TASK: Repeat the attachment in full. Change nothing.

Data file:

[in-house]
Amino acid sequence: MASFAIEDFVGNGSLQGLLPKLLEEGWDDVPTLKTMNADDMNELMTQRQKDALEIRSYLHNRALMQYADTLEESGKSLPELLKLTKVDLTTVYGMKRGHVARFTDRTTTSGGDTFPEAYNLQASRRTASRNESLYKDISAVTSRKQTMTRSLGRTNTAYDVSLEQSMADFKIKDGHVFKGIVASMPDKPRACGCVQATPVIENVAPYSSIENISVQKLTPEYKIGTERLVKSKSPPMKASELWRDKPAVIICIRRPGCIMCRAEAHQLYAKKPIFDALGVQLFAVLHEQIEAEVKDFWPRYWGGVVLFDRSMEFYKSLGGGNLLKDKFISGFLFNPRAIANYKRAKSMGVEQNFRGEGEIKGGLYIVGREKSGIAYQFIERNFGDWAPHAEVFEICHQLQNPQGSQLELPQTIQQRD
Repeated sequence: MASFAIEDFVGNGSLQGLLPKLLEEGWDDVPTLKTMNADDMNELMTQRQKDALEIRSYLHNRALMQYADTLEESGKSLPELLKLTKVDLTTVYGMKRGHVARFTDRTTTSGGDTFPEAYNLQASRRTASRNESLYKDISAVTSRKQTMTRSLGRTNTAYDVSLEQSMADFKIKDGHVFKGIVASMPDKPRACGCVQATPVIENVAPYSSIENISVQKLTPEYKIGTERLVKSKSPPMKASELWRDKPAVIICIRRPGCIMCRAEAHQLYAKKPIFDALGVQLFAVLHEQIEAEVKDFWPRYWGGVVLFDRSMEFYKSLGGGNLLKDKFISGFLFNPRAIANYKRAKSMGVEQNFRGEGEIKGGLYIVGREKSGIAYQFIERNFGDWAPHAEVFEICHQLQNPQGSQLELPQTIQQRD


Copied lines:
[in-house]
Amino acid sequence: MASFAIEDFVGNGSLQGLLPKLLEEGWDDVPTLKTMNADDMNELMTQRQKDALEIRSYLHNRALMQYADTLEESGKSLPELLKLTKVDLTTVYGMKRGHVARFTDRTTTSGGDTFPEAYNLQASRRTASRNESLYKDISAVTSRKQTMTRSLGRTNTAYDVSLEQSMADFKIKDGHVFKGIVASMPDKPRACGCVQATPVIENVAPYSSIENISVQKLTPEYKIGTERLVKSKSPPMKASELWRDKPAVIICIRRPGCIMCRAEAHQLYAKKPIFDALGVQLFAVLHEQIEAEVKDFWPRYWGGVVLFDRSMEFYKSLGGGNLLKDKFISGFLFNPRAIANYKRAKSMGVEQNFRGEGEIKGGLYIVGREKSGIAYQFIERNFGDWAPHAEVFEICHQLQNPQGSQLELPQTIQQRD
Repeated sequence: MASFAIEDFVGNGSLQGLLPKLLEEGWDDVPTLKTMNADDMNELMTQRQKDALEIRSYLHNRALMQYADTLEESGKSLPELLKLTKVDLTTVYGMKRGHVARFTDRTTTSGGDTFPEAYNLQASRRTASRNESLYKDISAVTSRKQTMTRSLGRTNTAYDVSLEQSMADFKIKDGHVFKGIVASMPDKPRACGCVQATPVIENVAPYSSIENISVQKLTPEYKIGTERLVKSKSPPMKASELWRDKPAVIICIRRPGCIMCRAEAHQLYAKKPIFDALGVQLFAVLHEQIEAEVKDFWPRYWGGVVLFDRSMEFYKSLGGGNLLKDKFISGFLFNPRAIANYKRAKSMGVEQNFRGEGEIKGGLYIVGREKSGIAYQFIERNFGDWAPHAEVFEICHQLQNPQGSQLELPQTIQQRD